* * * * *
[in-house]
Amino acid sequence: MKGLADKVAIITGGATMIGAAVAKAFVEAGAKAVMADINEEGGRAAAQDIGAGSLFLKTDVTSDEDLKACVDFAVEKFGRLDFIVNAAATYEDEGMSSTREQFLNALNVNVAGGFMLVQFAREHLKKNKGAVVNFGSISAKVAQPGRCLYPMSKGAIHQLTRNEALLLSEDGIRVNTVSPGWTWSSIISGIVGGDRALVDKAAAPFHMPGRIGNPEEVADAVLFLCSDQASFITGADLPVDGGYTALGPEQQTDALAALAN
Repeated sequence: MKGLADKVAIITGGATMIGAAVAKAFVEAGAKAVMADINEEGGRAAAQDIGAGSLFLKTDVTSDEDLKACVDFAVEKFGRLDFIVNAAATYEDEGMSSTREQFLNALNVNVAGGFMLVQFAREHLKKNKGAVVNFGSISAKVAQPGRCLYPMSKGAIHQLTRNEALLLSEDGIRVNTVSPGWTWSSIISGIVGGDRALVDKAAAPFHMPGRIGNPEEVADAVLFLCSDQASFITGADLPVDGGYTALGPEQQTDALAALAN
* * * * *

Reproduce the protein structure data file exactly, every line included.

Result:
[in-house]
Amino acid sequence: MKGLADKVAIITGGATMIGAAVAKAFVEAGAKAVMADINEEGGRAAAQDIGAGSLFLKTDVTSDEDLKACVDFAVEKFGRLDFIVNAAATYEDEGMSSTREQFLNALNVNVAGGFMLVQFAREHLKKNKGAVVNFGSISAKVAQPGRCLYPMSKGAIHQLTRNEALLLSEDGIRVNTVSPGWTWSSIISGIVGGDRALVDKAAAPFHMPGRIGNPEEVADAVLFLCSDQASFITGADLPVDGGYTALGPEQQTDALAALAN
Repeated sequence: MKGLADKVAIITGGATMIGAAVAKAFVEAGAKAVMADINEEGGRAAAQDIGAGSLFLKTDVTSDEDLKACVDFAVEKFGRLDFIVNAAATYEDEGMSSTREQFLNALNVNVAGGFMLVQFAREHLKKNKGAVVNFGSISAKVAQPGRCLYPMSKGAIHQLTRNEALLLSEDGIRVNTVSPGWTWSSIISGIVGGDRALVDKAAAPFHMPGRIGNPEEVADAVLFLCSDQASFITGADLPVDGGYTALGPEQQTDALAALAN